a few post-show snaps from Big Art's House Show Sunday Jan 31 2010


Labels: ,

Steve Leaf and band (members from 'Go Long Mule'.)

Lots of videos to come in the next few days, but one more photo for now. What a great time.




Thank You for reading!

- Front Seat Updater ShareThis

Twenty-Three live at The Foundry Hall South Haven MI Jan 30 2010 Saturday


Labels: , ,

That's Damn Kid in the photo.

Here are a few mp3's from last night at The Foundry Hall in South Haven, MI. These songs feature Twenty-Three exclusively.

Twenty-Three live at the Foundry Hall South Haven MI Jan 30 2010 Saturday.mp3

Twenty-Three live at The Foundry audio from video 1 - Jan 30 2010 Sat.mp3

Thanks for reading!

- Backseat updater ShareThis

Parting shots of South Haven MI Sunday Jan 31 2010


Labels: , ,

Lots of sleep and a bowl of oatmeal with dried cranberries can start a day just right. I was hoping to get some of the fine artistic coffee over at Julia's Cafe in beautiful downtown South Haven MI, but I had a choice between shots of a frozen-over pier or Chicago-roasted Intelligentsia coffee at Julia's Cafe. Well, the shots of the nature won the competition. Coffee from The Flying J will have to do the trick.

Everyone should certainly check out the fine music that Andru Bemis crafts in his spare time when he isn't running the Foundry Hall.

The band Twenty-Three has been playing these parts for roughly 11 years, mostly around Niles, Michigan, I hear. Anyway, we'll put up some fantastic videos of them in just a short while. Stay tuned to this here blog for more.

Thanks for reading!

- Weekend Updater ShareThis

Tired and in need of sleep. South Haven, MI


Labels: , , , , ,

A nice cluster of photos from this evening's show at The Foundry in South Haven, Michigan.

The Foundry Hall run by Andru Bemis and his trusty crew, is a great place to play a show in western Michigan. Chris' voice tonight was booming and dynamic without any assistance from electronic technology.

This bluegrass band is from Niles, Michigan, they are called 'Twenty-Three'. They were some mighty fine pickers. It was a real good time. I think the bassist stole the show, but the whole band was virtuosic, not a weak link among them. I kept hearing that Twenty-Three recently opened up for The Goldmine Pickers at the Foundry last year.

So there you have a few photos from tonight. Now I am off to go under the covers for the evening to grab a few hours of sleep before picking up Julio in South Bend tomorrow from the South Shore Line. Julio's primary band, The Sometimes Family, had a show at Martyr's in Chicago, IL tonight. He took the Amtrak to Chicago this morning from St. Joseph, Michigan.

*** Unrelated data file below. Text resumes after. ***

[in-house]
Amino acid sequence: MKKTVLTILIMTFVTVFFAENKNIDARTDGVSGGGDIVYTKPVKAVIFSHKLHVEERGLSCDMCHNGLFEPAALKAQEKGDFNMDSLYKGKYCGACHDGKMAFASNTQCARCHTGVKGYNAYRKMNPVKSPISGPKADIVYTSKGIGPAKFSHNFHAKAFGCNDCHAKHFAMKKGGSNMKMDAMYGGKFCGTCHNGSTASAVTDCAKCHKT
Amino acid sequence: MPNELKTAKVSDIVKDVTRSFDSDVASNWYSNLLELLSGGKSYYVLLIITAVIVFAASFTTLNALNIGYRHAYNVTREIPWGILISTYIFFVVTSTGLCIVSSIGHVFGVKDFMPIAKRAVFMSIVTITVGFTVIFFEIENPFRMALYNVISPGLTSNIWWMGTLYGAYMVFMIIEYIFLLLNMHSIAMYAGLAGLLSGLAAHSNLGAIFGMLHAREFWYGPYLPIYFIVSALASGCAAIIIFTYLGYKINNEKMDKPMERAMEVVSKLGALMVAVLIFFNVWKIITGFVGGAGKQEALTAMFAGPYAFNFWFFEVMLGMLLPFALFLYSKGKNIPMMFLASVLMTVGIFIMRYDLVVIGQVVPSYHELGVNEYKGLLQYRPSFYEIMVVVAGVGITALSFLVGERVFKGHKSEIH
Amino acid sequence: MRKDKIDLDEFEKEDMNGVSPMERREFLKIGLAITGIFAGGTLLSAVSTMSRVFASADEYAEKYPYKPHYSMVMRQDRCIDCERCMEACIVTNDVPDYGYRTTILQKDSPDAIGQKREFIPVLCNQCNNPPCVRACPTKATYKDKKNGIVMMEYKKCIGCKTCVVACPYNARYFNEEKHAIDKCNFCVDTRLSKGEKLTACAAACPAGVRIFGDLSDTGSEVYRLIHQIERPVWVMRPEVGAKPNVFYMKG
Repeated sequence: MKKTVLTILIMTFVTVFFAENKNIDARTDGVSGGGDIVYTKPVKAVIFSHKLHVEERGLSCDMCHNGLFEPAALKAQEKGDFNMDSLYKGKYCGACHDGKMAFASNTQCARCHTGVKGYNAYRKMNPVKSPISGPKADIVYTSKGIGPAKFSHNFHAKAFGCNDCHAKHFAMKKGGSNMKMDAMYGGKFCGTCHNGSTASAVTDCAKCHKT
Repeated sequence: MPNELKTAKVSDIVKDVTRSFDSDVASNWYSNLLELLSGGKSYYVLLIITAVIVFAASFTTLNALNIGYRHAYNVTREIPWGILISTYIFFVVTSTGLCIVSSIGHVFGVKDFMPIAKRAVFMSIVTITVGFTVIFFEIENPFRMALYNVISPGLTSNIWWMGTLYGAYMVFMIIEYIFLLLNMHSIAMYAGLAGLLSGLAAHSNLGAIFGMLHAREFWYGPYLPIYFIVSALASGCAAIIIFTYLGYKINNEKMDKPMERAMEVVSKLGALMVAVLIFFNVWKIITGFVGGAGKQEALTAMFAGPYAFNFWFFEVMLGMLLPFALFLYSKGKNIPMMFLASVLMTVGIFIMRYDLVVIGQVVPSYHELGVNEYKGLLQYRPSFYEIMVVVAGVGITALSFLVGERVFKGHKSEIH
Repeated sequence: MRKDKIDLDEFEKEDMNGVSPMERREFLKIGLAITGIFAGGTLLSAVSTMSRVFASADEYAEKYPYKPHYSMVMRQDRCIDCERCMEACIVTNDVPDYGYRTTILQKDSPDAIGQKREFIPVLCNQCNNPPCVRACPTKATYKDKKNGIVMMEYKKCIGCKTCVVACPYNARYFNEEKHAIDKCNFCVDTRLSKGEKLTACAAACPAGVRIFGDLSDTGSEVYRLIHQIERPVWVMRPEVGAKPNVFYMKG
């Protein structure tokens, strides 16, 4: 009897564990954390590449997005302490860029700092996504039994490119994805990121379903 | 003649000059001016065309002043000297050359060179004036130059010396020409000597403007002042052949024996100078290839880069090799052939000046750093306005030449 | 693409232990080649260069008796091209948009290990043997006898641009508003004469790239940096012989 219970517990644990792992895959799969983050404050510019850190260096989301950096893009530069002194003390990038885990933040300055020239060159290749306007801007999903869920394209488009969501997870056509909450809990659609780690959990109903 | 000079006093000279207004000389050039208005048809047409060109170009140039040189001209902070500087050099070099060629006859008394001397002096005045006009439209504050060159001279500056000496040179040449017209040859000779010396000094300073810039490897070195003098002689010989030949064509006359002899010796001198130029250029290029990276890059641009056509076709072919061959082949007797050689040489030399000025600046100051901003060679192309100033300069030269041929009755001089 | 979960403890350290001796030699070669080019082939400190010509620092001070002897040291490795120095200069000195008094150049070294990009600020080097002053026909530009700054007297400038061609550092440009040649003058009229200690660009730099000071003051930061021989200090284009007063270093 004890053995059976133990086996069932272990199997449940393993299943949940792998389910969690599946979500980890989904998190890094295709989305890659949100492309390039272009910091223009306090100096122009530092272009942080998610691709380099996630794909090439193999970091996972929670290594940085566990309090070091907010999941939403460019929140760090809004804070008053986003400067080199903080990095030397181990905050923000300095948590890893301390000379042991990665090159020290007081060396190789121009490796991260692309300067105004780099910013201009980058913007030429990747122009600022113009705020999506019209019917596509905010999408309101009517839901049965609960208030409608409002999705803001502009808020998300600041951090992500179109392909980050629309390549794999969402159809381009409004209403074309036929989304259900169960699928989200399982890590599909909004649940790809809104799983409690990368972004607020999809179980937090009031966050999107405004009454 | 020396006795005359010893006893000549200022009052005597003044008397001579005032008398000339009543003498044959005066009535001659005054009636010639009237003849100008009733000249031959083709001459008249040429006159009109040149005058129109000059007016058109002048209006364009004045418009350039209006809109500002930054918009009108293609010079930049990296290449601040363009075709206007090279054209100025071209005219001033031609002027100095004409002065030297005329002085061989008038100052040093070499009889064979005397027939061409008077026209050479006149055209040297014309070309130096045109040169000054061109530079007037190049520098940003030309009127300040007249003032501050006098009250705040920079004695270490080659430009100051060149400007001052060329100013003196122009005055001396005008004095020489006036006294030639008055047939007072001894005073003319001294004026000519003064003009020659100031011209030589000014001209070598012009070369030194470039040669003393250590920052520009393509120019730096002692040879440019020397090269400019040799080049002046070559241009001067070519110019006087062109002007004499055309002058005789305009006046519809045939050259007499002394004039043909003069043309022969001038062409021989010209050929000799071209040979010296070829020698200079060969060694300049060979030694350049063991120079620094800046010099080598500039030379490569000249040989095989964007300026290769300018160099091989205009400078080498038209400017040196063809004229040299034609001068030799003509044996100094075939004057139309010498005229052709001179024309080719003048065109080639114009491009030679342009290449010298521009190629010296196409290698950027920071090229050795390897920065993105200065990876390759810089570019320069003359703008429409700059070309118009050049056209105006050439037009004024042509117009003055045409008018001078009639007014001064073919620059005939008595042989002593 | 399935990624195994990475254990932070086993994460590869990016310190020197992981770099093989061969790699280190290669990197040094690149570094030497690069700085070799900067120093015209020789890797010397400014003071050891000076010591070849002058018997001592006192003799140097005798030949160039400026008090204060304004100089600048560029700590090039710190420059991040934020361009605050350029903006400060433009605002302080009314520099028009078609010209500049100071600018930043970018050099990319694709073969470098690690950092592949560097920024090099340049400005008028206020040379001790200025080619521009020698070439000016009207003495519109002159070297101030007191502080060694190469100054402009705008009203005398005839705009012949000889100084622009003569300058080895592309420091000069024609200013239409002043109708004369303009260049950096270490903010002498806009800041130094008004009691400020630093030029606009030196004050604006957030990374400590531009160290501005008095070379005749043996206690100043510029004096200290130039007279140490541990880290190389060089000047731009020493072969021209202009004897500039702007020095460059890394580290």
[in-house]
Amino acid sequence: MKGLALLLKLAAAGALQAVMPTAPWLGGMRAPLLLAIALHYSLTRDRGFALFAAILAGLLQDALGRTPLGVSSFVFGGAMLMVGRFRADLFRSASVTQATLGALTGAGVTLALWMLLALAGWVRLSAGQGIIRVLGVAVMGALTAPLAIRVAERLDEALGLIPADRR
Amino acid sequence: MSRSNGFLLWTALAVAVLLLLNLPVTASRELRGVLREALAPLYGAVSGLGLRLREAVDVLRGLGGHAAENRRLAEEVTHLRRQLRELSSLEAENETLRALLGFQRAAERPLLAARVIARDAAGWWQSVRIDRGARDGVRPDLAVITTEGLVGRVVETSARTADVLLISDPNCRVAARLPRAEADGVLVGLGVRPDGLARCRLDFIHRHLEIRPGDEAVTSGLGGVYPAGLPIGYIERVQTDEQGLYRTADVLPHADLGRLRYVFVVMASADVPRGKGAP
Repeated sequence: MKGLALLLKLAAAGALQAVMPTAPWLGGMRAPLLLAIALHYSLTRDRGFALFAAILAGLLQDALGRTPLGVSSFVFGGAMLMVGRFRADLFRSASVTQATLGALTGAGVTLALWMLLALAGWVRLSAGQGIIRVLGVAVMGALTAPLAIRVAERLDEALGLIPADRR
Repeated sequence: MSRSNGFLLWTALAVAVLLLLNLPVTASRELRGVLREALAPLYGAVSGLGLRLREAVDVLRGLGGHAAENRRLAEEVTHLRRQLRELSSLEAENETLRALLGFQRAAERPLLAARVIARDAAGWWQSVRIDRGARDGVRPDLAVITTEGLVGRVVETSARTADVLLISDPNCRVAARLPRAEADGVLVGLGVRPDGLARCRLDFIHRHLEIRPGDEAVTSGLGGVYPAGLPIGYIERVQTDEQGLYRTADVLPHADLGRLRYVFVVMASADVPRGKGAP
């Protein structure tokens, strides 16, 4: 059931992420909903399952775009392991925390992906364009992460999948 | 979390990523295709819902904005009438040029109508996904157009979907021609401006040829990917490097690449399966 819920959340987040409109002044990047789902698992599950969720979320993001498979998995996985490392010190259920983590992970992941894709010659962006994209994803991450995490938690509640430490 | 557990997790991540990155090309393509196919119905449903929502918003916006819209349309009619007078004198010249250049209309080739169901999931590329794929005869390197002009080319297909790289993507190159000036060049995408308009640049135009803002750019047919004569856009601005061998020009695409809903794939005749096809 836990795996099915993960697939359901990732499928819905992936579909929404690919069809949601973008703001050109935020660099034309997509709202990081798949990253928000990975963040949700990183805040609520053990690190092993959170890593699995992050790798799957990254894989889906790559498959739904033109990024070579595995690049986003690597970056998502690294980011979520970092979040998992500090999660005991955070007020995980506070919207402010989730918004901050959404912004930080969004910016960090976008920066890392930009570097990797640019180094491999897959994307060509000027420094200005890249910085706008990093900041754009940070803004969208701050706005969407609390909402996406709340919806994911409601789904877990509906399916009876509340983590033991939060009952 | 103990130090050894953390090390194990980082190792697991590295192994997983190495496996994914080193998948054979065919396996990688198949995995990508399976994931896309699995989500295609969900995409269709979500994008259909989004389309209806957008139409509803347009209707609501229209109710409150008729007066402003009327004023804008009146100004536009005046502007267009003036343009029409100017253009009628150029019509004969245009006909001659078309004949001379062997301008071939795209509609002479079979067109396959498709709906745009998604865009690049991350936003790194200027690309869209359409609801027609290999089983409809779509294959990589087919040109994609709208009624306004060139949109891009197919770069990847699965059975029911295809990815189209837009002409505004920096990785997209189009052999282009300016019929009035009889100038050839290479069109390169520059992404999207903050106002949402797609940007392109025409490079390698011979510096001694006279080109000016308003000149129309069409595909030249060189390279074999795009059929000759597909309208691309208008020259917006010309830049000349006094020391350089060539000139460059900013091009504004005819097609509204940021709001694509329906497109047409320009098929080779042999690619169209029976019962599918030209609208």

Twenty-Three apparently do not have a web presence at this time. One of the guitarists did indicate that they play a lot of the summer festivals in the area when things get warmer.


- Tour Updater ShareThis

Time off on Saturday at Silver Beach in St. Joseph, Michigan


Labels: , , ,

A couple of shots from St. Joseph, MI. The ice formations are much more expansive than I anticipated. Fun times. Slippery, too!


State Grounds CFHS - Weekend in Michigan w/ Them Damn Kids & Ty Maxon.


Labels: , , ,

The inimitable Bob Dickinson from State Grounds CFHS in Hastings, MI.

Too much coffee in the belly, but here are a few photos from the night's show.

Ty Maxon during his set.

The show just finished and we are already in the car headed off to Kalamazoo, then to southwestern Michigan. It is always a pleasant evening to be at State Grounds in Hastings, MI. Bob Dickinson is a rare venue owner and a tremendous supporter of original music. Them Damn Kids have played there since early 2004 and every time it has been a trip worth taking from Chicago to Hastings.

Another snap of Ty Maxon.

www.themdamnkids.com ShareThis

On a short run with Them Damn Kids/Ty Maxon in Michigan


Labels: , , ,

A few photos from the southern rim of Lake Michigan

Somehow the traffic cooperated and allowed us to slip out of town right quick. The Damn Kids had an extra spot in the car for a silly blogger, so there might be a few updates this weekend of the various activities. Right now we just made it east of Interstate 65. Chris, from Them Damn Kids, popped in the latest Rob Reid album which features the song 'Engineer from Gary'. The song references a place Rob refers to as 'Gary City Church'. Chris did the math and convinced Julio and Ty Maxon that they could pay a quick visit to the church and still make it to the show on-time. An amazing structure it is, this church. The length of their visit inside was all of 9 minutes and 49 seconds while I waited with the gear in the car listening to the jazz station from the College of DuPage. The photos they brought back with them on the camera are remarkable. This place is a sight to behold, for certain.

But, onward we are. Eastbound on Interstate 94 toward Kalamazoo, then to Hastings to go see Bob Dickinson at State Grounds CFHS. The air crisp, lake-effect flurries. The whole bit. Should be a good night tonight.

Here's a Rob Reid cut from his latest album 'The Principles of Crop Rotation'.

Rob Reid - Engineer from Gary.mp3